Revri’s work — whether painting or drawing — is ultimately pictorial in a way that retains its signifying content. With the Fractals, his painting has become more resolutely abstract, in the sense that one views these paintings without a narrative. The narrative has been replaced by visual aggregates resembling biomorphic structures within the body or within natural rock clusters, tree bark, or alligator skins. There is a new emphasis on rhythmic structure. This suggests a leap in the painter’s awareness as he approaches another field of inquiry — indeed, another territory whereby the viewer’s engagement with the painting is more about filling in the interstices, and thus opening a spatial arena through the language of optical vision. With these new Fractals, Revri assumes a post-structuralist approach to optical painting whereby the intricacies of the illusionist surface play off one another to create a seismographic optical experience that has more to do with coming to terms with what the painting hopes to reveal than with illusion — namely, the pulse of time and space as a unified element, a retrieval from the former disintegration of the self. The Fractals suggest, or, more accurately, assert that the artist is engaged in transforming his approach to painting — that he is coming to terms with the language of painting through a coalescence of content that is contingent on the act of perception. In the Fractals, the content is more within the limits of what is directly seen, which means that the viewer may encompass the self as a non-dualistic being within the perception of the painting itself.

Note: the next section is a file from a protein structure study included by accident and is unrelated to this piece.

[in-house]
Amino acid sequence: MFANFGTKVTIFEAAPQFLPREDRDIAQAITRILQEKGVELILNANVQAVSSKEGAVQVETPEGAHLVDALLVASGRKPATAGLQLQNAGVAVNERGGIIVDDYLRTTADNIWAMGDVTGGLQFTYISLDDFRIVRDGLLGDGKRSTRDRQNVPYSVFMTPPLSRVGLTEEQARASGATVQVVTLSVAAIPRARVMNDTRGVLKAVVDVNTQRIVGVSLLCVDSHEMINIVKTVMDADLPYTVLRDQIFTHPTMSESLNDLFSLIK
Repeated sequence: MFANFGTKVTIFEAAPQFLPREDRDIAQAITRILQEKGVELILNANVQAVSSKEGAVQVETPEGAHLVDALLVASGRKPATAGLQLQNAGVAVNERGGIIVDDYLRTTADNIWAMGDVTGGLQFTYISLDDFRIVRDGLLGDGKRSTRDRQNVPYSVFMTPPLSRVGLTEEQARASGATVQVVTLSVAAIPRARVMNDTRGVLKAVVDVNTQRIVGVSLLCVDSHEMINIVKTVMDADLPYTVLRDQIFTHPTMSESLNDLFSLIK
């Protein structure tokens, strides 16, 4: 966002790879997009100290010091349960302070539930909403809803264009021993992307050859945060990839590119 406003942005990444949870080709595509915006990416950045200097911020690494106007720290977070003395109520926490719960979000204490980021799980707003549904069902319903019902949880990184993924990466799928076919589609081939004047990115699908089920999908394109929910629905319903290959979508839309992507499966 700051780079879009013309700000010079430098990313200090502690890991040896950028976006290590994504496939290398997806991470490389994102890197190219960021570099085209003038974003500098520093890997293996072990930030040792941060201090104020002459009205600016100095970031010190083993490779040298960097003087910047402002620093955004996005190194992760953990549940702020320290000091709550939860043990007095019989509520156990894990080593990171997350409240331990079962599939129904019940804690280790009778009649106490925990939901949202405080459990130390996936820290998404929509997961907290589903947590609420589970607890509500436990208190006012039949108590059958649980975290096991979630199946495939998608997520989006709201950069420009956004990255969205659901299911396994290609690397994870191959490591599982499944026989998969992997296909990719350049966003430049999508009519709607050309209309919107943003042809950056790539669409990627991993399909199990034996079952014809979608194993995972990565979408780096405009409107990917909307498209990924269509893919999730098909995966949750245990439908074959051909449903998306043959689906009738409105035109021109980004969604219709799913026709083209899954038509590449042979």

1. Robert C. Morgan, “Samadhi: The Contemplation of Space” (New York: Chelsea Art Museum, November 2002-March 2003). The catalog text appeared in Leonardo Electronic Almanac <firstname.lastname@example.org>, vol. 11, no. 2, February 2003.
2. Bhagavad-Gita:The Song of God, trans. Swami Prabhavananda and Christopher Isherwood. Introduction by Aldous Huxley (New York: Mentor Books, 1951; originally published by the Vedanta Society, 1944), pp. 120-121.
3. Alan W. Watts, What is Tao? (Novato, California: New World Library, 2000), p. xviii.
4. Tao Te Ching, trans. Stephen Mitchell (New York: HarperCollins, 1988), verse 11.
5. Ibid, verse 37.
6. J. W. Mahoney, “Anil Revri’s Transmodern Singularities,” Anil Revri (Washington, DC, 2004; privately printed, unpaginated).
7. Agnes Martin, “Reflections” (1973), in Paul Fabozzi, Artists,
Critics, Context (Upper Saddle River: Prentice Hall, 2002), p. 184.